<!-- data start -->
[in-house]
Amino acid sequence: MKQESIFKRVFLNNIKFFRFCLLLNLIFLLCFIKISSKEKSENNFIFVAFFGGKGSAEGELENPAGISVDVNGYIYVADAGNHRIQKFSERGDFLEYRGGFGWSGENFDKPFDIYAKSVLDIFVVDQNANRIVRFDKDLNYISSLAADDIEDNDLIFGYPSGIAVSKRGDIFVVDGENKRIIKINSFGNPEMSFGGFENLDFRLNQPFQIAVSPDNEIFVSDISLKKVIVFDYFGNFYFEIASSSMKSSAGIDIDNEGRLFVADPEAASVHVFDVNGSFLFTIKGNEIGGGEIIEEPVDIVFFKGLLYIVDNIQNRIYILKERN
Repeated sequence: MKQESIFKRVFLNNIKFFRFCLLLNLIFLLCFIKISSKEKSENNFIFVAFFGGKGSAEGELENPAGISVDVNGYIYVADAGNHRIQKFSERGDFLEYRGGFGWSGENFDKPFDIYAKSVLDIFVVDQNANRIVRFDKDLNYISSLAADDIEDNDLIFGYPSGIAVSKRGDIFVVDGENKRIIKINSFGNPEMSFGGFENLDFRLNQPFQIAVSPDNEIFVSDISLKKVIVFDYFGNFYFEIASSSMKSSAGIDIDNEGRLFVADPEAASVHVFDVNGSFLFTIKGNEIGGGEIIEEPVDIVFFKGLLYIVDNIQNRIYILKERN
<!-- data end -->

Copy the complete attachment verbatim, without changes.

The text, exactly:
[in-house]
Amino acid sequence: MKQESIFKRVFLNNIKFFRFCLLLNLIFLLCFIKISSKEKSENNFIFVAFFGGKGSAEGELENPAGISVDVNGYIYVADAGNHRIQKFSERGDFLEYRGGFGWSGENFDKPFDIYAKSVLDIFVVDQNANRIVRFDKDLNYISSLAADDIEDNDLIFGYPSGIAVSKRGDIFVVDGENKRIIKINSFGNPEMSFGGFENLDFRLNQPFQIAVSPDNEIFVSDISLKKVIVFDYFGNFYFEIASSSMKSSAGIDIDNEGRLFVADPEAASVHVFDVNGSFLFTIKGNEIGGGEIIEEPVDIVFFKGLLYIVDNIQNRIYILKERN
Repeated sequence: MKQESIFKRVFLNNIKFFRFCLLLNLIFLLCFIKISSKEKSENNFIFVAFFGGKGSAEGELENPAGISVDVNGYIYVADAGNHRIQKFSERGDFLEYRGGFGWSGENFDKPFDIYAKSVLDIFVVDQNANRIVRFDKDLNYISSLAADDIEDNDLIFGYPSGIAVSKRGDIFVVDGENKRIIKINSFGNPEMSFGGFENLDFRLNQPFQIAVSPDNEIFVSDISLKKVIVFDYFGNFYFEIASSSMKSSAGIDIDNEGRLFVADPEAASVHVFDVNGSFLFTIKGNEIGGGEIIEEPVDIVFFKGLLYIVDNIQNRIYILKERN